• The list was established in 2008 when Convention for Safeguarding of the Intangible Cultural Heritage came into effect.
  • It includes important intangible cultural heritages worldwide. It has two parts viz. Representative List of Intangible Cultural Heritage of Humanity and List of Intangible Cultural Heritage in Need of urgent Safeguarding.

List of Intangible Cultural Heritage of Humanity from India

  • Koodiyattam: Sanskrit Theatre of Kerala.
  • Mudiyett: theatre ritual of Kerala.
  • Tradition of Vedic Chanting.
  • Kalbelia: folk songs and dances of Rajasthan.
  • Ramlila: Traditional Performance of the Ramayana.
  • Sankirtana: singing, drumming and dancing ritual of Manipur.
  • Ramman: religious festival and ritual theatre of Garhwal Himalayas.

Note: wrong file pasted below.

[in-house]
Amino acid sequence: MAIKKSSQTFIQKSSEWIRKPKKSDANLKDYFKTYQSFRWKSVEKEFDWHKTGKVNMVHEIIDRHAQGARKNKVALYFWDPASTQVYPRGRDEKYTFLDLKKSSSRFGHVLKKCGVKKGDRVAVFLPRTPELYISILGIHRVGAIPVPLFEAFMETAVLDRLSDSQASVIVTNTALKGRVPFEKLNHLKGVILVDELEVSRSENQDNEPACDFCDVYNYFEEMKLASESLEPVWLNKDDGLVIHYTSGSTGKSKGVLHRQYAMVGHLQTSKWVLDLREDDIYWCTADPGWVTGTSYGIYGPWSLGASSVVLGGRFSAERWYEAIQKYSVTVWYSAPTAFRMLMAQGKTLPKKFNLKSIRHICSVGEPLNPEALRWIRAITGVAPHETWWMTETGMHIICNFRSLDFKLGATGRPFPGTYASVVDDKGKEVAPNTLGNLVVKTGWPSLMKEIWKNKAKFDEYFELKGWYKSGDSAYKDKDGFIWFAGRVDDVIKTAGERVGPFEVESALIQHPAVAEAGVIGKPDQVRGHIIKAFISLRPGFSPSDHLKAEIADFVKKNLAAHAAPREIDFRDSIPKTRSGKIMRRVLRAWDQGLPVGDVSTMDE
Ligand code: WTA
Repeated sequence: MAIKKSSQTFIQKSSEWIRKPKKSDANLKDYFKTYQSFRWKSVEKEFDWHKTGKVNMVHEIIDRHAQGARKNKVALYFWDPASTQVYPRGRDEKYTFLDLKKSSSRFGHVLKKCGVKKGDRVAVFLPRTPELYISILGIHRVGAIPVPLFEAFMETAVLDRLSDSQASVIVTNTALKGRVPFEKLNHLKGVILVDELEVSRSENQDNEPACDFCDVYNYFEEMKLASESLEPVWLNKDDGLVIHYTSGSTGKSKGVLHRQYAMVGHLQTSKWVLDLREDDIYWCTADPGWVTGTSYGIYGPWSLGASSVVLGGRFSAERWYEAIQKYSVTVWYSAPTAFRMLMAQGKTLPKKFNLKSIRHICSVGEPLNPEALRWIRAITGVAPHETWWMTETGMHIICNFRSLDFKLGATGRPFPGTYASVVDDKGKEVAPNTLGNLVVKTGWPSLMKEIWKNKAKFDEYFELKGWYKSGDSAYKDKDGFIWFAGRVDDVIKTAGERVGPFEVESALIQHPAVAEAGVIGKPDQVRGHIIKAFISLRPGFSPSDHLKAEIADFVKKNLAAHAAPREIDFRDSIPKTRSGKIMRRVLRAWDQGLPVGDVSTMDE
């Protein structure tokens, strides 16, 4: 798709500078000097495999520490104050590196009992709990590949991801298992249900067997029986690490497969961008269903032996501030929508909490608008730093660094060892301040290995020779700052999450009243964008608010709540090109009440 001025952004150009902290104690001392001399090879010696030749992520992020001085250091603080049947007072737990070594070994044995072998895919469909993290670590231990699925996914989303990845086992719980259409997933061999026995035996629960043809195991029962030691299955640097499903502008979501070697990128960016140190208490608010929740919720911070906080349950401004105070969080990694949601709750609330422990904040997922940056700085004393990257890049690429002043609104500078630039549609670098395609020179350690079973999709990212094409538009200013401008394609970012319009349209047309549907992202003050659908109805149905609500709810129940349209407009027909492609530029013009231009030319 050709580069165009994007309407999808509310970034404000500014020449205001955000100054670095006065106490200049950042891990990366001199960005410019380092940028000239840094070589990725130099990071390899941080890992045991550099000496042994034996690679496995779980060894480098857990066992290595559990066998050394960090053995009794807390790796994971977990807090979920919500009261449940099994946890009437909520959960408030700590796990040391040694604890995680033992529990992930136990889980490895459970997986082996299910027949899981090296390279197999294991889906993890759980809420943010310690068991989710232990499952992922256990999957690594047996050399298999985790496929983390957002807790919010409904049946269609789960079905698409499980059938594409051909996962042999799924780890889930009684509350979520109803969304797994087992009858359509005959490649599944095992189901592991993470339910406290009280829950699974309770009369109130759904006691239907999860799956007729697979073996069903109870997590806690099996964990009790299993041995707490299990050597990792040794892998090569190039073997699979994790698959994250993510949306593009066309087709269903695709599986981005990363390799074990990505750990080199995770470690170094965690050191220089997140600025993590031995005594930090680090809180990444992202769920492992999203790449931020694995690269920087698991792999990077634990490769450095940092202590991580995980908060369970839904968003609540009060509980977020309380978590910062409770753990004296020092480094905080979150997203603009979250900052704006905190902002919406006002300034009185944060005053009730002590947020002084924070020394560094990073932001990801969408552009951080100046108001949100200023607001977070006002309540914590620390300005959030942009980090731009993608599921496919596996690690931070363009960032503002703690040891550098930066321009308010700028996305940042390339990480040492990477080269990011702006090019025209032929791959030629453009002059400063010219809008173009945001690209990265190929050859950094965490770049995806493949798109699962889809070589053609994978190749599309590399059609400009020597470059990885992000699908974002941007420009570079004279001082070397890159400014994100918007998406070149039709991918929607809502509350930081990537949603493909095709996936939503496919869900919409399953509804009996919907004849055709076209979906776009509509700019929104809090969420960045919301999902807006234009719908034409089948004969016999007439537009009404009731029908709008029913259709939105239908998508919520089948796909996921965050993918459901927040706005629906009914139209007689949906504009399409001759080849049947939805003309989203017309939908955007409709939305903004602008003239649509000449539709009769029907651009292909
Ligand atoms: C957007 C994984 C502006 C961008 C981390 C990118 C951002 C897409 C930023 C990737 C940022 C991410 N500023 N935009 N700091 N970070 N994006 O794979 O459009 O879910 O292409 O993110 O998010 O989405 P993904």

• Traditional brass and copper craft of utensil of Thatheras: Punjab.
  • Chhau dance: classical Indian dance originated in the eastern Indian states.
  • Buddhist chanting of Ladakh: recitation of sacred Buddhist texts in Ladakh region of Jammu and Kashmir.
  • Yoga


Border Protection Grid (BPG)

  • The Union Home Minister recently highlighted the importance of having Border Protection Grid (BPG) in the country.
  • The concept was highlighted during the recently held meeting of the Chief Ministers of the Indo-Bangladesh Border (IBB) States, in Kolkata.

Enlighten about BPG:

  • Border Protection Grid (BPG) is a multi-pronged and foolproof mechanism to secure border.
  • The grid will comprise of various elements namely physical barriers, non-physical barriers, surveillance system, Intelligence agencies, State Police, BSF and other State and Central agencies.
  • BPG will be supervised by a State level Standing Committee under the Chairmanship of respective Chief Secretaries.

Need for BPG